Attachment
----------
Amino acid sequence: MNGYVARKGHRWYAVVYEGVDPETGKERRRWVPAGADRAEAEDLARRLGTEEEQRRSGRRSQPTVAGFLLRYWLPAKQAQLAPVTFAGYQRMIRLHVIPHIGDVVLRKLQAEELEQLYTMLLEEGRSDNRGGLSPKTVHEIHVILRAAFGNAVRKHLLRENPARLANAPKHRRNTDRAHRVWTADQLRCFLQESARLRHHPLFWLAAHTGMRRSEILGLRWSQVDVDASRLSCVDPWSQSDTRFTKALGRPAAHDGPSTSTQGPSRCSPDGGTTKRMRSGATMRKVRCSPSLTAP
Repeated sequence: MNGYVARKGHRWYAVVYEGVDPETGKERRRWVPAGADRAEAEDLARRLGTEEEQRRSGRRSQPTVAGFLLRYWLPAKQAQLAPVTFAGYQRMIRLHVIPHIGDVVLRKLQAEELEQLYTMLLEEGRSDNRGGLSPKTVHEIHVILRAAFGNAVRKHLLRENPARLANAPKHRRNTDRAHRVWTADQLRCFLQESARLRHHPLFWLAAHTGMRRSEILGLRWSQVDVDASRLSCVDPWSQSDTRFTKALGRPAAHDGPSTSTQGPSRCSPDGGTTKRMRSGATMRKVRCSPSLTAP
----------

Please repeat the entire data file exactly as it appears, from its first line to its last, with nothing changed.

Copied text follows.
Amino acid sequence: MNGYVARKGHRWYAVVYEGVDPETGKERRRWVPAGADRAEAEDLARRLGTEEEQRRSGRRSQPTVAGFLLRYWLPAKQAQLAPVTFAGYQRMIRLHVIPHIGDVVLRKLQAEELEQLYTMLLEEGRSDNRGGLSPKTVHEIHVILRAAFGNAVRKHLLRENPARLANAPKHRRNTDRAHRVWTADQLRCFLQESARLRHHPLFWLAAHTGMRRSEILGLRWSQVDVDASRLSCVDPWSQSDTRFTKALGRPAAHDGPSTSTQGPSRCSPDGGTTKRMRSGATMRKVRCSPSLTAP
Repeated sequence: MNGYVARKGHRWYAVVYEGVDPETGKERRRWVPAGADRAEAEDLARRLGTEEEQRRSGRRSQPTVAGFLLRYWLPAKQAQLAPVTFAGYQRMIRLHVIPHIGDVVLRKLQAEELEQLYTMLLEEGRSDNRGGLSPKTVHEIHVILRAAFGNAVRKHLLRENPARLANAPKHRRNTDRAHRVWTADQLRCFLQESARLRHHPLFWLAAHTGMRRSEILGLRWSQVDVDASRLSCVDPWSQSDTRFTKALGRPAAHDGPSTSTQGPSRCSPDGGTTKRMRSGATMRKVRCSPSLTAP